The numerous freight only branches were offered in a single package. For some lines there was the prospect of passenger service revival like Newburyport and Fitchburg. Because of the property tax laws in Massachusetts regarding railroads, on many of these lines, there was not much of a tax burden. (width of property up to 82.5 ft wide is not property taxed) The big tax burden was in Cambridge, Boston & Somerville. B & M hung on to Northpoint property near Lechmere Square. However, by selling everything to MBTA, B & M was relieved of handling deeds and licenses for grade crossings, wire, pipe, utility overcrossings/undercrossings, negotiating with abutters, etc. That fell to the property owner. Also, during late 1970s and 1980s B & M was engaged in grade crossing protection upgrades with Mass. Highway Dept. After the properties were sold, the contracts were 3-party agreements, MBTA-Mass. Highway-B & M & B &M managed the jobs for the MBTA. Probably some of those branches which would be unlikely to have a passenger service revival soothed some industrial customers who figured that maybe a shortline operator would pick up the pieces if the B &M abandoned freight service.
  by Engineer Spike
I see the point about just selling one package, and the freight customers wanting a “me to” deal, just in case B&M did go bust. I can see how the Portland and New Hampshire Divisions were sold up to the New Hampshire line. How was “Bike Shop” determined to be the spot where the ownership boundary line should exist? One should think it would extend to a county line, of territory not under MBTA jurisdiction.
  by cpf354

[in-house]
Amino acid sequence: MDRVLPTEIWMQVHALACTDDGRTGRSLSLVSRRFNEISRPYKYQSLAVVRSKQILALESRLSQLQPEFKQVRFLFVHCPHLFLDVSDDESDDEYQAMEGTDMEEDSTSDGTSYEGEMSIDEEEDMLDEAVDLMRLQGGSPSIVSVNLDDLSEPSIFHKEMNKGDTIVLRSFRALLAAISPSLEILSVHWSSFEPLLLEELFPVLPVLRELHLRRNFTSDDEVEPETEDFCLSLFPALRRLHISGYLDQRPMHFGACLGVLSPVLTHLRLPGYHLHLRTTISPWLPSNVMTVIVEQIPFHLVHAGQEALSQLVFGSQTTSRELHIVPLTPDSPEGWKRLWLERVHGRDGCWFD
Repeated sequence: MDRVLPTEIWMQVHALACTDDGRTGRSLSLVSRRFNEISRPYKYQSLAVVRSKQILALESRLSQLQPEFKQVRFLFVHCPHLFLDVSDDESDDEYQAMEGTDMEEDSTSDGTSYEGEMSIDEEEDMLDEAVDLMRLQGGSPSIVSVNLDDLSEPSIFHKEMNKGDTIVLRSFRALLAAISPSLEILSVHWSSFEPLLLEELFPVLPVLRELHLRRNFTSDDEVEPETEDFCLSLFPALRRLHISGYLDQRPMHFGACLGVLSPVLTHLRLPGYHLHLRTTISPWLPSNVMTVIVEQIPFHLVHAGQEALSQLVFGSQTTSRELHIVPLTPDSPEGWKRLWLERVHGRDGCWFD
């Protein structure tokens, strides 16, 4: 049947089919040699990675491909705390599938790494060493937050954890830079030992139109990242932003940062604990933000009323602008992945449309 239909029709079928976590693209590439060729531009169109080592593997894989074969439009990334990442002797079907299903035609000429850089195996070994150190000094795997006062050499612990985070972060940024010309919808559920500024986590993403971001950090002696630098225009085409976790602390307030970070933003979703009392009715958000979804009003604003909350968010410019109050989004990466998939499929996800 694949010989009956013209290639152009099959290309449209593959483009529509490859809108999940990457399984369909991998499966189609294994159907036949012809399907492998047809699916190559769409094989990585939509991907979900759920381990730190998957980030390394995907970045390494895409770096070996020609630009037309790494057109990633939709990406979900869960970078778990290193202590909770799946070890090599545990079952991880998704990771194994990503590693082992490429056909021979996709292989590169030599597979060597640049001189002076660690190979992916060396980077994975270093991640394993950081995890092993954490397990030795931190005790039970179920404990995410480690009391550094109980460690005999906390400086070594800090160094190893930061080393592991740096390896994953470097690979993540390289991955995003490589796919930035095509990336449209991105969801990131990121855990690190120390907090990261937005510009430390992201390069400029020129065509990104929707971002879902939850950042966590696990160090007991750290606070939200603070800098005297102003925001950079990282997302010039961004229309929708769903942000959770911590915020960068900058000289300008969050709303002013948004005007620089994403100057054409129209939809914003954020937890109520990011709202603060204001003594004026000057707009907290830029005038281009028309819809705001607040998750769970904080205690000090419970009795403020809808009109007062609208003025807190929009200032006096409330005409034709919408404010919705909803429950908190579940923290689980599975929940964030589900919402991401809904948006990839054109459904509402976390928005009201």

I think it should also be noted that that nearly $40 million from the sale was instrumental in pulling the B&M out of bankruptcy.
  by b&m 1566
I though GTI purchasing the B&M took it out of bankruptcy?
  by jaymac
Sorry for missing this earlier:
by Engineer Spike » Sun Sep 02, 2018 11:48 pm
...How was “Bike Shop” determined to be the spot where the ownership boundary line should exist? One should think it would extend to a county line, of territory not under MBTA jurisdiction.
It's just a guess, but extending the purchase west to the Bike Shop was probably a way to make it an even 50 miles outta North Station instead of the 49-and-decimals at the west end of the platform. A weird Wachusett Extension thing is that FML mileages and CP naming practices resume west of Fitchburg -- CPF-330 to CPF-335.
  by TomNelligan
b&m 1566 wrote:I though GTI purchasing the B&M took it out of bankruptcy?
Yes, Mr. Mellon's money enabled the the bankruptcy reorganization to be concluded as of the Guilford takeover, however the big chunk of cash from the line sale went a long way towards paying off old debts that the B&M owed to bondholders and other creditors.
  by edbear
The property from MP49.xx to Greenfield was owned by the Vermont & Massachusetts Railroad under a lease assumed when the B & M leased the Fitchburg Railroad in 1900. The Fitchburg was absorbed into the B & M during a reorganization, 1919-1920, but the Vermont & Massachusetts was not. The B & M owned between 30 and 40 per cent of Vermont & Massachusetts stock. The other large block was owned by Dartmouth College which sold the shares to the Providence and Worcester in the mid-1970s. The P & W tried to get the Vermont & Massachusetts pulled out of the B & M family using the excuse that the B & M missed one lease payment in early 1970 when bankruptcy was imminent or had already happened. The P & W got nowhere. The MBTA would have had to negotiate with both the Vermont & Massachusetts and the B & M. Besides, in 1976 at the time of the commuter line sale, Wachusett was pretty far out. Route 495 was regarded as a highway that went through nowhere. The industrial and commercial development along with residential development happened a lot later. The Providence and Worcester sold its Vermont and Massachusetts stock to the B & M later and the Vermont & Massachusetts was absorbed by the B & M and its corporate existence ended in the early 1990s.
  by Engineer Spike
We have discussed V&M before, but it never occurred to me that that point was where the actual ownership changed.